Community News

Berkeley Island Park Begins Rebuilding After Being Damaged During Sandy

by Phil Stilton

BERKELEY TOWNSHIP-More than four years after being critically damaged by Superstorm Sandy, the Berkeley Island County Park is finally being rebuilt. In November, the county announced a $6.9 million construction contract was approved by the Board of Chosen Freeholders. 

“To say we are excited about the bid award and ground breaking would be an understatement,” said Mayor Carmen Amato. “Berkeley Island County Park is enjoyed by so many Berkeley residents and we can’t wait for construction to begin.”

The park has been closed since Sandy, but the new plans unveiled to the community highlighted new amenities, including the first Ocean County run splash park for children.

“We have also added a unique and new feature sure to make children happy especially in the warm weather,” said Ocean County Freeholder John C. Bartlett Jr., who serves as liaison to the Ocean County Department of Parks and Recreation. “Berkeley Island County Park will be home to the county’s first splash park.”

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Bartlett said he traveled to Philadelphia to see firsthand how the splash pad operates and whether it would be a good fit for an Ocean County park.    Bartlett said if the 2,300 square foot, nautically themed splash park is successful at Berkeley Island, Ocean County may consider installing them at other county parks.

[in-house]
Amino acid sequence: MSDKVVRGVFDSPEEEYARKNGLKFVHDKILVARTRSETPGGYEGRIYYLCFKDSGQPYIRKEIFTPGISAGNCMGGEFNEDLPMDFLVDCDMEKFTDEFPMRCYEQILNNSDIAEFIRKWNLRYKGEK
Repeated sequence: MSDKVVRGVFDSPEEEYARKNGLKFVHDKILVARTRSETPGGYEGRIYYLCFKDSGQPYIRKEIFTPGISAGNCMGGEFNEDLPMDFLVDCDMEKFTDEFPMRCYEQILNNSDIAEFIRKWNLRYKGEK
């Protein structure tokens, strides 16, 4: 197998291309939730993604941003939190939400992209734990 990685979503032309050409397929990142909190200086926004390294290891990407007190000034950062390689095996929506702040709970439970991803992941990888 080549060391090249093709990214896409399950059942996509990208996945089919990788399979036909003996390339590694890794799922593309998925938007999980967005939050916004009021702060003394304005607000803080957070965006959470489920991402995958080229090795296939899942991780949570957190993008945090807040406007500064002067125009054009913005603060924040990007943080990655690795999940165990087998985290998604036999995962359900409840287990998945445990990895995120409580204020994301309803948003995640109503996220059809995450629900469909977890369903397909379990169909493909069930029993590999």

“I want to thank the Ocean County Freeholders for providing the investment to not only repair, but to rebuild the entire park. In our early discussions with Freeholder Bartlett, a splash park was discussed, which we were very supportive of having,” Amato added. “We are extremely pleased that the Freeholders did include the splash park. Prior to Superstorm Sandy, Berkeley Island Park was showing its age. I’m looking forward to it’s opening very soon!”

The Freeholders on Nov. 2 awarded a contract for the park redevelopment project to Eagle Construction, of Burlington, in the amount of $6.9 million.

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Ocean County expects about $1.2 million reimbursement for the work from the Federal Emergency Management Administration and about $200,000 from the federal Environmental Protection Agency. Additional funding may be provided by FEMA from mitigation funds.

Engineers from T&M Associates and Barlo & Associates designed the park redevelopment and buildings, strengthening them to withstand future storms.

A living shoreline will be installed on the south side of the park, and shoreline protection has been fitted on the north side. All new infrastructures, a new parking area with ADA accommodations and improved lighting for easy access are just some of the features that improve the function, aesthetics and recreational opportunities available at this 25 acre park.

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